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On 28 September 2021, the High Court of Malawi, sitting at Mzuzu, in the case of ON and  Others v Attorney General awarded damages for false imprisonment against the state in a case where a First Grade Magistrate had imposed fines on learners and their parents for the learners’ pregnancy, and detained them until payment of those fines. The Claimants were represented by Christon Ghambi of CHRAM Associates and supported by the Southern Africa Litigation Centre and Youth Watch Society.

Background

In 2016, some learners in Nkata Bay were hauled before a First Grade Magistrate on allegations of breaching a community by-law by falling pregnant. The Magistrate ordered the learners, the boys who had allegedly made them pregnant, and some parents, to pay hefty fines. Those who were unable to pay the fines were placed in Police custody and only released upon payment. The learners and their parents filed an application for review in the High Court, on the basis that the actions of the Magistrates Court were unlawful, unreasonable and irrational, and that their Constitutional rights had been infringed. In a judgment written by Honourable DeGabriele J, the High Court found that the arrest, detention and imposition of fines against the learners and their parents was unlawful because it was not done in terms of any recognised law, as falling pregnant or making someone pregnant is not an offence. The Claimants filed summons against the state for false imprisonment in July 2020 and judgment in their favour was granted in October 2020.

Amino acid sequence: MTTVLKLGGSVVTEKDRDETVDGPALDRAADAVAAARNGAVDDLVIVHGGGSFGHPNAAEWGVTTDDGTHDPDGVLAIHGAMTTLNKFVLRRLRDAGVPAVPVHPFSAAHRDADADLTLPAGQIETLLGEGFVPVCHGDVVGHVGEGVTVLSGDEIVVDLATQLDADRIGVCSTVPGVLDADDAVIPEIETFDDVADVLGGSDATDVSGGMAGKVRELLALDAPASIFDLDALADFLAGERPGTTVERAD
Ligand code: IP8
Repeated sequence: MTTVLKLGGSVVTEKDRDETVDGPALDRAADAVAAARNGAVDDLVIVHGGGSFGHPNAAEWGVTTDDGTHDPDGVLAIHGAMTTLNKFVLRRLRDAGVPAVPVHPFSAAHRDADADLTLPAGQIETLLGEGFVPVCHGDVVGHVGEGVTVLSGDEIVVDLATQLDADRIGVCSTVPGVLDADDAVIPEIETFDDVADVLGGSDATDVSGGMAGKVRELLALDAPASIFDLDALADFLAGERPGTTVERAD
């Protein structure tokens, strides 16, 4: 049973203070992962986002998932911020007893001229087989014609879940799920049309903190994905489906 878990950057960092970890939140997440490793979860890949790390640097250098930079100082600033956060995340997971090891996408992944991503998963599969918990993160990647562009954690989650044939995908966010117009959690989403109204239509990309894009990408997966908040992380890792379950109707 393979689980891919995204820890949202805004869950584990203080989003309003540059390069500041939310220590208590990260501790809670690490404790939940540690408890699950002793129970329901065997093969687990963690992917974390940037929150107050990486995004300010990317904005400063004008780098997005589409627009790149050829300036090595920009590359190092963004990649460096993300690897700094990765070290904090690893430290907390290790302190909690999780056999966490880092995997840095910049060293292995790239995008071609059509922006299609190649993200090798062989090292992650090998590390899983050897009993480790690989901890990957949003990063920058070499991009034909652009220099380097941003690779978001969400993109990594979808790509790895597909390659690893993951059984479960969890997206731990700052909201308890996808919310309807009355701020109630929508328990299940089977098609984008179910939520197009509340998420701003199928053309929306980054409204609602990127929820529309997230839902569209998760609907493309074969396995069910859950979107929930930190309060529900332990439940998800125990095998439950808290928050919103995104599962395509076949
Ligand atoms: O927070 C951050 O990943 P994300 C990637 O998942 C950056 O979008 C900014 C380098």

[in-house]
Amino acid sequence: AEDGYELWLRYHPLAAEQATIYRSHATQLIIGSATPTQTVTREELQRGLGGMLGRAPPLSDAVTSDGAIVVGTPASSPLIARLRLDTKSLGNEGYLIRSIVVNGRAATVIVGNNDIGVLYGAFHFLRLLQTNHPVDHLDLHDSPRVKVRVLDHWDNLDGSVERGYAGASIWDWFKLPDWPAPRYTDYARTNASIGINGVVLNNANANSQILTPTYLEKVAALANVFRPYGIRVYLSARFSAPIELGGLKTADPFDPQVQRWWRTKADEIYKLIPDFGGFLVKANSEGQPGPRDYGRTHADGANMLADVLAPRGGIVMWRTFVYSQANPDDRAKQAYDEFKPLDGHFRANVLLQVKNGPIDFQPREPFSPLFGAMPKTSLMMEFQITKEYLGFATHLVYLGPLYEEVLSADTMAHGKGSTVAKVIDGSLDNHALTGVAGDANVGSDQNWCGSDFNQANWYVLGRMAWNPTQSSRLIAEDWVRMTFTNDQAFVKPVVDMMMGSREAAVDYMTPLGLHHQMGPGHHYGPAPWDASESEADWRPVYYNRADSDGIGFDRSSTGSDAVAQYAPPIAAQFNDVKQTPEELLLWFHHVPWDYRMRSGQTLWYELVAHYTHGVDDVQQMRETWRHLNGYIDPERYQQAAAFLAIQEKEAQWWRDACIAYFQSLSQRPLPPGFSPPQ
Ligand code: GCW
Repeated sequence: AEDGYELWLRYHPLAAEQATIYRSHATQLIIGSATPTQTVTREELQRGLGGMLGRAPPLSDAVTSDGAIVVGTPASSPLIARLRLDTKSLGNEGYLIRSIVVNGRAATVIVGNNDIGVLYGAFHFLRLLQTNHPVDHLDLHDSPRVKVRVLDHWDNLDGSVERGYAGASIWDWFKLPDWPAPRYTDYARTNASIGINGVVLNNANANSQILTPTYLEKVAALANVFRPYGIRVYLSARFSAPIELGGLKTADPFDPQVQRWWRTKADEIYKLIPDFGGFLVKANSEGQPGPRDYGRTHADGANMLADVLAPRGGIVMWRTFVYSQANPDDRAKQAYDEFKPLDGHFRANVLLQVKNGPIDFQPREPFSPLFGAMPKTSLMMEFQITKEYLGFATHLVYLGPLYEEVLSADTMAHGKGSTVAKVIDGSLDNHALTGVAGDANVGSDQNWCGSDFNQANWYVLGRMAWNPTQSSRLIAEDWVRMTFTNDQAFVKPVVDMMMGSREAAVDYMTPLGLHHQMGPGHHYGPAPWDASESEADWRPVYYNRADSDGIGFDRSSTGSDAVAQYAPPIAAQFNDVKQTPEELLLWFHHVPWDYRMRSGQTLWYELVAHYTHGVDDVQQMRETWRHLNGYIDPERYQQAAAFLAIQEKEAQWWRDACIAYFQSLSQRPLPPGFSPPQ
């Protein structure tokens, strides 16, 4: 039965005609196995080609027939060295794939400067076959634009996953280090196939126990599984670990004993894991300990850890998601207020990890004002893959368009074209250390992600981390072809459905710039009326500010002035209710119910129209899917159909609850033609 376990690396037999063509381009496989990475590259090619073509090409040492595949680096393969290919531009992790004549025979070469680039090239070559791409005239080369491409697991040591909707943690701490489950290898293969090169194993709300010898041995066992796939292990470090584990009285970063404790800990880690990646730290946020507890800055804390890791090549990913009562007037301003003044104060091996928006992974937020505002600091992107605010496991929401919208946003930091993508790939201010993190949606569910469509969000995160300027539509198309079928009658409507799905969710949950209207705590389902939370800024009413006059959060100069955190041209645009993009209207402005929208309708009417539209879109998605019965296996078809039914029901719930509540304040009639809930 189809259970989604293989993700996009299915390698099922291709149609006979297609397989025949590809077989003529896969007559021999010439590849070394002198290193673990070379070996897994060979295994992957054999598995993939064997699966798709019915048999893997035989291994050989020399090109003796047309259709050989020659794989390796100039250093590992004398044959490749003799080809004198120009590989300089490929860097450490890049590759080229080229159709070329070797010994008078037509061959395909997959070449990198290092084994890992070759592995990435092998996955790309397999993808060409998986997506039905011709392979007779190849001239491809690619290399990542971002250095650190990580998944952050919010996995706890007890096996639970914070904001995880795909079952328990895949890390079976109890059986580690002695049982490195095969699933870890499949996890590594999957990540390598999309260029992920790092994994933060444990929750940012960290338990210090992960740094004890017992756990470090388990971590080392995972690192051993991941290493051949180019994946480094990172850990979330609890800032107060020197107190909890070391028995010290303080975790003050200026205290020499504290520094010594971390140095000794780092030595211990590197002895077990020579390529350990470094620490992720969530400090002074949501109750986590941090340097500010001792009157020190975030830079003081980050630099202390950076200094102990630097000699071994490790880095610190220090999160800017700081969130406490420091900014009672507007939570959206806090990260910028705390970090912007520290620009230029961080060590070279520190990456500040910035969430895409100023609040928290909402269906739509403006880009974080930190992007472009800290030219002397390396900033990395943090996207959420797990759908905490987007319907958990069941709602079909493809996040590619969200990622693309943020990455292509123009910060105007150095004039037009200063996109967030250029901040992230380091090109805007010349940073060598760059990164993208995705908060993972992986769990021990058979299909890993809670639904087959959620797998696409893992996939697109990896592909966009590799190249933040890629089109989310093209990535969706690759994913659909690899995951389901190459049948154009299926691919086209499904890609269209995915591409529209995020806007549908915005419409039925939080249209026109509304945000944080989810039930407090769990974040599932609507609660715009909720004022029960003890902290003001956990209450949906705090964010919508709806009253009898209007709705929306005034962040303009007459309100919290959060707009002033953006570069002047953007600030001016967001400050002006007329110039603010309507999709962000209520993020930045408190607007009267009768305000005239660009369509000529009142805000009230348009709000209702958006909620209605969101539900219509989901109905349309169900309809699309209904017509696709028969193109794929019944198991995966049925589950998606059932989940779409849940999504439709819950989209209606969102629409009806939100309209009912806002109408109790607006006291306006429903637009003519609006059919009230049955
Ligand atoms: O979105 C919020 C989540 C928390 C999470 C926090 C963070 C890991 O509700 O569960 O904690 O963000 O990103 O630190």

In assessing and awarding a total of K51 000 000 as damages, plus restitution and costs for all the applicants, the High Court Assistant Registrar Chiotcha found that the Claimants had been exposed to humiliation, mental suffering, and psychological torture, which is likely to have “far reaching consequences on their mental health”.

“The Claimants have been vindicated, and it is hoped that cases like this will bring accountability for violation of rights and also shine a light to harmful practices and the misuse of state power to police social issues like dealing with learner pregnancy.” says Tambudzai Gonese-Manjonjo, Deputy Director at the Southern Africa Litigation Centre.

Issued by the Southern Africa Litigation Centre

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